Arthur J. Altmeyer
Volume 5 November 1942 Number 11
Desirability of Expanding the Social Insurance Program Now
Chairman, Social Security Board
THE SOCIAL SECURITY ACT of 1935 established two social insurance programs: one provides protection against permanent loss of income as a result of old age; the other, protection against temporary income loss resulting from unemployment. Amendments in 1939 added protection for survivors against cessation of income resulting from the death of the wage earner and provided allowances for dependents of recipients of old-age benefits. Most employees in industry and commerce are covered by these systems.
While greatly furthering individual and family security, the present system still fails to provide protection against several major economic hazards confronting every individual, notably income loss resulting from temporary and permanent disablement and heavy costs incurred for hospitalization and medical care. It also omits from the scope of even its present protections a substantial proportion of the Nation's workers. Moreover, benefits payable under existing programs are admittedly inadequate at various points.
Timeliness of Expanding Social Insurance
Because of the economic dislocations which may characterize the aftermath of the war, it is important to provide greater security against economic risks to workers and their families by remedying these deficiencies and strengthening our social insurance system before that time. Unless action is taken now, there is grave danger that the postwar period will arrive before a well-rounded system has been put in operation. It may then be impossible to install the necessary measures sufficiently rapidly to care for the urgencies of the moment, and we might have to face emergency problems with hastily improvised devices.
The obvious question which will occur to many-- who may agree with the inherent desirability of having a comprehensive social insurance system available at the end of the war--is whether the present is a practical and appropriate time for such action. The enormous outlays and the vast administrative undertakings now necessary for the prosecution of the war may appear to suggest that action be deferred, regardless of other consequences.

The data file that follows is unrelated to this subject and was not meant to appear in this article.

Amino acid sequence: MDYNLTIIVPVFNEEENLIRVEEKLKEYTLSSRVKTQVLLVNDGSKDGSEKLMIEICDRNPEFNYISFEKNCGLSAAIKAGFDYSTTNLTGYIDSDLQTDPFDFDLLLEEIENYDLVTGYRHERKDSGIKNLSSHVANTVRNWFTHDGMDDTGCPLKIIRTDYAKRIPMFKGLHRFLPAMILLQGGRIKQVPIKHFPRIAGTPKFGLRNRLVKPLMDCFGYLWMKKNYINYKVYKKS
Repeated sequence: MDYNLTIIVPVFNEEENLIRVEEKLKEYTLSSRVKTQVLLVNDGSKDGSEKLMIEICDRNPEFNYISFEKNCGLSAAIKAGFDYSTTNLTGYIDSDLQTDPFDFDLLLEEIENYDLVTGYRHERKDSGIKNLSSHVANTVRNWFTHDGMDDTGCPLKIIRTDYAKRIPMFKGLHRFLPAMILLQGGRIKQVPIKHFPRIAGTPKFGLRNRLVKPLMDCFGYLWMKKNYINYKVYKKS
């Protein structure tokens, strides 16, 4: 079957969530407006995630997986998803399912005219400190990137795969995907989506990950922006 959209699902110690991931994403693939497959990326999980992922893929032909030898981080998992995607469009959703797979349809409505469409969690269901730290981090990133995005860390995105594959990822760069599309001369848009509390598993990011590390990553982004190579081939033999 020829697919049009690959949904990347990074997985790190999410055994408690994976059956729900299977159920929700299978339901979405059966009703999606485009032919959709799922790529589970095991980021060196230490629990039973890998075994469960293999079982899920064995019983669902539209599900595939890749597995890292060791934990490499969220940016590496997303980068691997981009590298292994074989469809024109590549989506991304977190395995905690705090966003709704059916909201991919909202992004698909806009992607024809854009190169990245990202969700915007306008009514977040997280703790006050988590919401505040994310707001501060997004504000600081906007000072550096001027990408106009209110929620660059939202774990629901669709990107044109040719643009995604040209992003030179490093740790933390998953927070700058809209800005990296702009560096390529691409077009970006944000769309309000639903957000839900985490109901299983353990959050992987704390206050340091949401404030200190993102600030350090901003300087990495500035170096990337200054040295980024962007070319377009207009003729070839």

The answer to this question--entirely apart from the social gains involved--is that expansion of the social insurances would be more appropriate now from the standpoint of the Nation's economic and fiscal circumstances than at any time since 1935 or for some time to come.
Two of the major economic problems of the war effort are to control inflation and to obtain revenues through taxation or borrowing or both. Because of the accumulation of reserves which characterizes the early stages of social insurance systems, new or expanded, and the operation of such systems in a period of high employment such as now prevails, immediate expansion of our social insurance system would contribute substantially toward meeting these economic problems. The enlarged excess of contributions over disbursements which would accompany the early phase of social insurance expansion would reduce current purchasing power and serve as a potent force in the fight against inflation. Investment of the excess in Government obligations would make corresponding sums available to the Treasury. These investments would aid in financing the war just as do the war savings bonds purchased by individuals.
Thus, a measure can be taken now which will provide the basis for a better society after the war and at the same time will serve the general economic and fiscal needs of the moment.